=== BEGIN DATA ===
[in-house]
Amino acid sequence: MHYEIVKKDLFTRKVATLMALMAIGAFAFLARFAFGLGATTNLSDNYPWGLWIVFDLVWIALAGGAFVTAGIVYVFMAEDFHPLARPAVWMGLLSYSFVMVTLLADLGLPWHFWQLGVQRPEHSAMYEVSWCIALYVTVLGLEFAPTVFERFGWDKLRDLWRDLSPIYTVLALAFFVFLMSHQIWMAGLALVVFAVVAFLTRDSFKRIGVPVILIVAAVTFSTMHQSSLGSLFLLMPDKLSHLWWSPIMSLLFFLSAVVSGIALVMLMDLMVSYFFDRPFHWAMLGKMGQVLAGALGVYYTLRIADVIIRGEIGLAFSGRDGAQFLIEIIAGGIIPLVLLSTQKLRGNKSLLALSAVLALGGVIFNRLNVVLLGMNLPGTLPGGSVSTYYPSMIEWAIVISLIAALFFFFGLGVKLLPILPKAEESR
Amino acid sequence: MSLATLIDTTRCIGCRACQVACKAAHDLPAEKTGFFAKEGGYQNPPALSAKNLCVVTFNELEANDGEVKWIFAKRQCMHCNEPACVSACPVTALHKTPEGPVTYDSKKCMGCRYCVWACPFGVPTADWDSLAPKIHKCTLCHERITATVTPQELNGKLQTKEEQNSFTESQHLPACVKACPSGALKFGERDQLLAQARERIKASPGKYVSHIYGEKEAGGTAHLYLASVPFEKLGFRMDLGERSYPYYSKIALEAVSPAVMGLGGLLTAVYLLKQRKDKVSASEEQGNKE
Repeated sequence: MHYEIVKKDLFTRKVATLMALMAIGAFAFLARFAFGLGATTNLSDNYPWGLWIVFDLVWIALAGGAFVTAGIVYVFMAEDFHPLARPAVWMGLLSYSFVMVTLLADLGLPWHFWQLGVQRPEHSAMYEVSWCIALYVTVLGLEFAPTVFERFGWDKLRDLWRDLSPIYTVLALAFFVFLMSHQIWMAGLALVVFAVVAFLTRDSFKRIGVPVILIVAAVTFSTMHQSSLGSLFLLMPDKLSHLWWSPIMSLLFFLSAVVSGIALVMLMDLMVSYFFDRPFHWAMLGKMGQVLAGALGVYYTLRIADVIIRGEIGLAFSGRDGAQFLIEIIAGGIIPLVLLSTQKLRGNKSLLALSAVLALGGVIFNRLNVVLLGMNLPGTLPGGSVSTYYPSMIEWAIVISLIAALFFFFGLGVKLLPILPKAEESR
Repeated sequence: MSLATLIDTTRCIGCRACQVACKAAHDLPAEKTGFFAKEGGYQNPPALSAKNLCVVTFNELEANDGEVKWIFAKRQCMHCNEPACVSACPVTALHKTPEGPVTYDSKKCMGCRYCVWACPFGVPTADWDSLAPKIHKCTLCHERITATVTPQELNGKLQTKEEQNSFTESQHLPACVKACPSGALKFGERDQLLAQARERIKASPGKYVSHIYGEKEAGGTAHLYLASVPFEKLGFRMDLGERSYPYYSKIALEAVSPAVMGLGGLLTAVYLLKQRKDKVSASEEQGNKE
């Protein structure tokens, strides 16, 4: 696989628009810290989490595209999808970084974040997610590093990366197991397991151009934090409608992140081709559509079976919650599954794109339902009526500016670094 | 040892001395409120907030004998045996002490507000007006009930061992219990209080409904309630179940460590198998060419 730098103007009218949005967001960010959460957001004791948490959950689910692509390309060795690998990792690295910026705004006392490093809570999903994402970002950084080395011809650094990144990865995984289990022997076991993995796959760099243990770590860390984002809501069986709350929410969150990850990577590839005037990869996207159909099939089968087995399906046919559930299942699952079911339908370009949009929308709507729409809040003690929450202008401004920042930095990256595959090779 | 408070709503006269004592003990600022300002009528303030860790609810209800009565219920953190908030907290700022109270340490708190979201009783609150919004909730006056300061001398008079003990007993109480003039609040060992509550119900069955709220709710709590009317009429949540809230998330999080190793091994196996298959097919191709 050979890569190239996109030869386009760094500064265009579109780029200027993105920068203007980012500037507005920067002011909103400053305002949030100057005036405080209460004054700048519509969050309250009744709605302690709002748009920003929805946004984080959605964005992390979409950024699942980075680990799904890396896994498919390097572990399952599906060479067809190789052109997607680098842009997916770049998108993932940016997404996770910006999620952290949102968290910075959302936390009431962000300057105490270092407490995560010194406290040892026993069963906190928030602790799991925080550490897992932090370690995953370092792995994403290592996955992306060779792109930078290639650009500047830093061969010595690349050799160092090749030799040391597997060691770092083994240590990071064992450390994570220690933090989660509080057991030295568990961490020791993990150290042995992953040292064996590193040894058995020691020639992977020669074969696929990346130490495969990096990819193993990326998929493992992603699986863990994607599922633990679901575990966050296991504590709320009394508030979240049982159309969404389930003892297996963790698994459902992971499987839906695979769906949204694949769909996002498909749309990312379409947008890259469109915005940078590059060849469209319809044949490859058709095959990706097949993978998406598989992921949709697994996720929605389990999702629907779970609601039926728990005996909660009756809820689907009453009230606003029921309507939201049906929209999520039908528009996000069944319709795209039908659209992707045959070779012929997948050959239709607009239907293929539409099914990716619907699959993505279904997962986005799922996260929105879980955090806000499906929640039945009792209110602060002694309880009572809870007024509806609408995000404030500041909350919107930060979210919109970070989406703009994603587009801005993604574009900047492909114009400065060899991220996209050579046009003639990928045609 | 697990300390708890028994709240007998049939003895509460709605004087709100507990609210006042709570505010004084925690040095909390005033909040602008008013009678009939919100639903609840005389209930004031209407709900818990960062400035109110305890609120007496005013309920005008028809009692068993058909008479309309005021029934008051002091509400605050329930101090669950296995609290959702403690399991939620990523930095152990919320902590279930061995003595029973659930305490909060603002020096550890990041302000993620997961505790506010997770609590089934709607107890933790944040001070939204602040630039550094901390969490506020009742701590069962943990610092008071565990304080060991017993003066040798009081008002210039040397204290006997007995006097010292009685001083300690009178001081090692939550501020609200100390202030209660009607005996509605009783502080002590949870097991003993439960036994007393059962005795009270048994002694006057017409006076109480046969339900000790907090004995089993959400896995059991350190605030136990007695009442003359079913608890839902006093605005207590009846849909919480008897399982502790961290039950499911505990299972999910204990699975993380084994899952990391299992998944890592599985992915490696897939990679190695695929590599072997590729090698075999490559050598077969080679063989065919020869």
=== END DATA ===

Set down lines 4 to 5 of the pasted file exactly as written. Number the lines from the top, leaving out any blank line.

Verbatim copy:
Repeated sequence: MHYEIVKKDLFTRKVATLMALMAIGAFAFLARFAFGLGATTNLSDNYPWGLWIVFDLVWIALAGGAFVTAGIVYVFMAEDFHPLARPAVWMGLLSYSFVMVTLLADLGLPWHFWQLGVQRPEHSAMYEVSWCIALYVTVLGLEFAPTVFERFGWDKLRDLWRDLSPIYTVLALAFFVFLMSHQIWMAGLALVVFAVVAFLTRDSFKRIGVPVILIVAAVTFSTMHQSSLGSLFLLMPDKLSHLWWSPIMSLLFFLSAVVSGIALVMLMDLMVSYFFDRPFHWAMLGKMGQVLAGALGVYYTLRIADVIIRGEIGLAFSGRDGAQFLIEIIAGGIIPLVLLSTQKLRGNKSLLALSAVLALGGVIFNRLNVVLLGMNLPGTLPGGSVSTYYPSMIEWAIVISLIAALFFFFGLGVKLLPILPKAEESR
Repeated sequence: MSLATLIDTTRCIGCRACQVACKAAHDLPAEKTGFFAKEGGYQNPPALSAKNLCVVTFNELEANDGEVKWIFAKRQCMHCNEPACVSACPVTALHKTPEGPVTYDSKKCMGCRYCVWACPFGVPTADWDSLAPKIHKCTLCHERITATVTPQELNGKLQTKEEQNSFTESQHLPACVKACPSGALKFGERDQLLAQARERIKASPGKYVSHIYGEKEAGGTAHLYLASVPFEKLGFRMDLGERSYPYYSKIALEAVSPAVMGLGGLLTAVYLLKQRKDKVSASEEQGNKE